THURSDAY, Dec. 18, 2014 (HealthDay News) -- The flu is starting to tighten its grip on much of the United States, particularly in the South and Midwest, U.S. health officials reported Thursday.
And more than half of the flu infections examined so far have been caused by the strain known as influenza A H3N2, which appears to have mutated from the H3N2 strain included in this year's flu vaccine.
That mutated strain has federal officials concerned because the vaccine may not offer the protection seen in seasons when the vaccine is a better match.
Still, health officials are urging that everyone over 6 months of age get vaccinated, because the vaccine will offer some protection, especially for strains that might become more widespread as the flu season progresses.
"Vaccination is our most effective means to prevent influenza and its complications," said Melissa Rolfes, an epidemic intelligence service officer with the U.S. Centers for Disease Control and Prevention. "We encourage everybody over the age of 6 months to get vaccinated," she said.
"Currently," added Rolfes, who authored Thursday's report, "flu activity in the United States is low, but it's increasing."
Flu seasons that feature widespread H3N2 infections can be tough. H3N2 viruses were predominant during the 2012-13, 2007-08 and 2003-04 flu seasons -- the three seasons with the highest death rates in the past decade, CDC officials noted. In the past, death rates from H3N2 have been more than double that of other flu strains.
Rolfes said H3N2 flu tends to affect the old and the very young. "In previous seasons where H3N2 has been the predominant virus, we do tend to see more deaths among older adults and also very young children," she said.
For the week ending Dec. 6, widespread flu activity was reported in Colorado, Delaware, Florida, Georgia, Illinois, Kentucky, Louisiana, Maryland, Minnesota, New York, North Carolina, Ohio, Pennsylvania and Texas, according to the report, published in the CDC's Morbidity and Mortality Weekly Report.
Rolfes said it's difficult to predict whether this will be a bad flu season, but there have been no signs yet that it will be severe.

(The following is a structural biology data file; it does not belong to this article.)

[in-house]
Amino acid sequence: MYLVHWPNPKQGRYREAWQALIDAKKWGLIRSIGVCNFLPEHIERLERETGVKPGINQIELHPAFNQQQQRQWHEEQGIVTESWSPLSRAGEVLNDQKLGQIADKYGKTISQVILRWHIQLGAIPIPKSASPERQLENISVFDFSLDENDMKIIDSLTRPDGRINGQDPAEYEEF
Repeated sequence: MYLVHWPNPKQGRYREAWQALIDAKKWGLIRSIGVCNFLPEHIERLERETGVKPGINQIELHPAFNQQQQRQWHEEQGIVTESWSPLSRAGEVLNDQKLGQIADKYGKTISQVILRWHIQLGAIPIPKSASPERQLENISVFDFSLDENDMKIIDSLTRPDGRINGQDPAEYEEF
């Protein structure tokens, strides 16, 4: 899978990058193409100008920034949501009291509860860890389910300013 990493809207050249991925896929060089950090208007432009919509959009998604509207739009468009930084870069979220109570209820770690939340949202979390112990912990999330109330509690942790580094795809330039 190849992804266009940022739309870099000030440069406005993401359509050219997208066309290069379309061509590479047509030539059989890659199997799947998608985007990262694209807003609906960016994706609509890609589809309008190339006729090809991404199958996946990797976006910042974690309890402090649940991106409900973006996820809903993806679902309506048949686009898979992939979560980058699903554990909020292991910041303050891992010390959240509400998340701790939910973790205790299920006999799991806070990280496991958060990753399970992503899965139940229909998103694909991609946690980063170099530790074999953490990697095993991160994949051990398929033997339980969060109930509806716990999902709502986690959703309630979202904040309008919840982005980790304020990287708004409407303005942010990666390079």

However, Dr. Marc Siegel, an associate professor of medicine at NYU Langone Medical Center in New York City, said it could be a rough ride for the next few months. "The combination of a H3N2 [strain] that is a predominant strain and a vaccine that may not be a perfect match may make it a severe flu season," he said.
Despite the vaccine mismatch, Siegel also recommends that everyone get vaccinated. The reason: although the H3N2 virus in circulation is slightly different genetically than the one in the vaccine, the vaccine may still be somewhat effective.
"We are not going to know how valuable the shot is until March or April. The goal is to have fewer people hospitalized and fewer people seen in emergency rooms, and that isn't known yet," he said.
Siegel expects this year's flu season to peak by late January or February.
Many school districts are already paying a price.
Several public and private schools in Georgia, North Carolina and Tennessee said this week they will be closing early for Christmas break, because up to 30 percent of their students and teachers were out sick, according to USA Today.
In Illinois and Ohio, some schools have closed and then reopened after cleaners scrubbed buildings in a bid to limit infections, the newspaper reported.
According to CDC estimates, each year an average of 5 percent to 20 percent of Americans get the flu and more than 200,000 people are hospitalized from flu-related complications -- the most serious being pneumonia.
Estimates of flu-related deaths in the United States range from a low of about 3,000 to a high of about 49,000 people. Some people, such as older people, young children, pregnant women, and people with certain health conditions, are at high risk for serious flu complications. Those health conditions include asthma, heart disease, liver and kidney disorders and people with weakened immune systems, according to the CDC.
For more on flu, visit the U.S. Centers for Disease Control and Prevention.
SOURCES: Melissa Rolfes, Ph.D., U.S. Centers for Disease Control and Prevention; Marc Siegel, M.D., associate professor of medicine, NYU Langone Medical Center, New York City; Dec. 19, 2014, CDC's Morbidity and Mortality Weekly Report; USA Today
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